The first trade came on Feb. 20, 1989, after Indiana reached loss No. 10 in a 12-game skid. Walsh peddled forward Wayman Tisdale to Sacramento for shooting guard Randy Wittman, an Indianapolis native, and power forward LaSalle Thompson. "That was a no-brainer," Walsh says. Tisdale, a prolific low-post scorer, constantly needed the ball, but the 6'10", 245-pound Thompson was content to retrieve it. He averages 8.3 boards a game and had 16 in a 106-104 victory over the Bulls on Dec. 8. Thompson is a study in contrasts, a self-described mother hen who goes by the nickname Tank. He brought a smile to the locker room and some of the menace needed by any contender. "When you set a strong pick and rattle a guy's teeth," says Thompson, grinning, "that's a great feeling."
Then, while denying all interest in the Mavericks' Detlef Schrempf even to his closest confidants on other teams, Walsh obtained him on Feb. 22 for forward-center Herb Williams. The 6'10" Schrempf had been sorely miscast in Dallas as a small forward and shooting guard, and he languished on the bench. For Indiana he has bulked up 15 pounds, to 215, and plays inside, but he still has the latitude to use his rare skills: the touch to hit the three-pointer, the power to rip a rebound and the speed to run the break. He has rapidly bloomed into one of the league's top sixth men. " Arnold Schwarzenegger," Versace calls him. Most of Schrempf's family is in Leverkusen, West Germany. It's a long way from Indiana, but winning is a major consolation. "We're just a bunch of young guys, messing around and having fun," Schrempf says.
Indiana is 30-22 since the acquisition of Thompson, Wittman and Schrempf. The moves unclogged the low post to provide more spacing on the floor, allowing playmaker Vern Fleming to penetrate while opening up scoring opportunities for Chuck Person and Reggie Miller. Miller has particularly benefited, averaging almost 23 points since the trades, 10 more than in his first season and a half. He has added a midrange floating jumper to his long-distance shot, and at 6'7" and a spindly 185 pounds he's surprisingly physical. When he was kidded over the off-season in his native Los Angeles by Mike Tyson, he did back down—" Indiana? Indiana what? What were you all, like 10 and 72?"—but now he willfully engages the NBA's reigning heavyweight. "Bird and Magic, that was a matchup for the '80s," Miller says. "In the '90s, it's Air versus Hollywood." For the record, Jordan out-pointed " Hollywood" on Dec. 8, 36-22.
While the trades certainly have worked out, perhaps the two key adjustments Versace has made involved Rik Smits and Person. Smits, the No. 2 pick in the '88 draft after the Los Angeles Clippers' Danny Manning, figured to come along slowly in the pivot behind incumbent Steve Stipanovich. Smits grew up in Eindhoven in the Netherlands and had played the game for only a couple of years before moving to the U.S. to attend Marist College in Poughkeepsie, N.Y. "When I first saw him I said, 'This guy's a dog with fleas,' " recalls Person. "He was out of shape, thin, couldn't catch it and could only shoot it if nobody was on him."
Smits is a pleasant, shy fellow who brightens less at a discussion of hoops than of his fascination with Cadillacs. His first was a '76 Coupe De Ville he got in college. "A 500 engine and 8.2 liters," he says. "It was the first roomy car I ever sat in." Thanks to his penchant for fouling, he put in more time in his half-dozen vintage Caddies than he did on the court last season. Stipanovich had a history of knee problems that eventually ended his career, and when Versace arrived he had to force-feed Smits to his teammates—and force his teammates to feed Smits.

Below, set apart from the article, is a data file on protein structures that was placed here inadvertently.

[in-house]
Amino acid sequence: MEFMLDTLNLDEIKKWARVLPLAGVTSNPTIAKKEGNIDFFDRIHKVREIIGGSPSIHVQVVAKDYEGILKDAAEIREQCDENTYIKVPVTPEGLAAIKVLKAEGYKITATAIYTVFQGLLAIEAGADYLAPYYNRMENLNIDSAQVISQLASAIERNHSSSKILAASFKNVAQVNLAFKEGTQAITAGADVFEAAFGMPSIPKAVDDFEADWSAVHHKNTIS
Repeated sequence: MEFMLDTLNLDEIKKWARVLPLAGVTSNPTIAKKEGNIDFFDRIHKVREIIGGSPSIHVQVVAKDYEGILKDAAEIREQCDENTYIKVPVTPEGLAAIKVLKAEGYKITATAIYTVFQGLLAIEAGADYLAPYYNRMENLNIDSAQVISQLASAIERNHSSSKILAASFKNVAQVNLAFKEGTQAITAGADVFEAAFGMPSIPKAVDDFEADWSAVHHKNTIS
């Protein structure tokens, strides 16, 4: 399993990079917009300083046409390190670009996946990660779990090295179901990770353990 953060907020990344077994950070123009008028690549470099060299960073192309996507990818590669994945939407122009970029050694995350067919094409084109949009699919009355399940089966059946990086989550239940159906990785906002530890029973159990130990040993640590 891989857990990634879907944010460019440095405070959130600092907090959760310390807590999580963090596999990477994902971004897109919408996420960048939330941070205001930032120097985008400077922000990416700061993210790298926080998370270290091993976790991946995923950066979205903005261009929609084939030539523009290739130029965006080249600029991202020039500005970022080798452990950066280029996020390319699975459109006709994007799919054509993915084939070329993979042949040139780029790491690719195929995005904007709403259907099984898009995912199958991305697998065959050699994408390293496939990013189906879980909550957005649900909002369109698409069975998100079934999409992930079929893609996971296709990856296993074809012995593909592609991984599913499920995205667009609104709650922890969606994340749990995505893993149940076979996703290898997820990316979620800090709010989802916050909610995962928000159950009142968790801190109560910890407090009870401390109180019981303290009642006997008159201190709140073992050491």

Versace let Smits play through foul trouble and built an offense that wouldn't freeze him out in the low post. Though Smits still doesn't rebound or pass that well and can be muscled out of position—"You've just got to have an attitude you're not going to take any crap from anybody, and he isn't there yet," Thompson says—he has added a hook and a move into the lane to his baseline turnaround and faceup jumper. His touch is deft. In a 136-117 win over the Denver Nuggets on Dec. 6, he sank 12 of 17 field goals, and his percentage for the year is .543, despite a paltry 10 stuffs.
In the locker room after the Denver game, Person made a point of whispering encouraging words in Smits's ear. Person had been an unpopular first-round pick by Walsh in 1986—Pacer fans preferred Indiana native Scott Skiles—but was named Rookie of the Year. In the two seasons since then, he has struggled with his roles on the court and as a captain this season and last. Five days after saying he wanted to assume the leadership role, he showed up late to a shootaround. He either shot too little or was selfish, spoke out too often or was silent. Person took a lot of the heat for the Pacers' prolonged funks but was still expected to bail them out in the clutch, as he did when he made a last-second jump shot to give the Pacers their two-point win over the Bulls on Dec. 8.
Person admits to some errors in judgment and believes many of those came from his frustration with losing. Versace has given Person free rein offensively, and while Person's scoring average has dipped slightly from 21.6 last season to 20.4 as of Sunday, his spirits are soaring. "He reminds me all the time, every day, whatever you want me to do, I'll do it," Versace says. Adds Person, "People think we're a team of bad draft picks. We're going to take those picks and stick them up everyone's butt."
How successful Person & Co. will be depends largely on the continued development of Smits and whether the Pacers can survive their cruel schedule for the rest of this month. "A lot of people think they're halfway lucky, but they're for real," says the Pistons' Mark Aguirre. At the very least, Indiana is finally on the threshold of something good.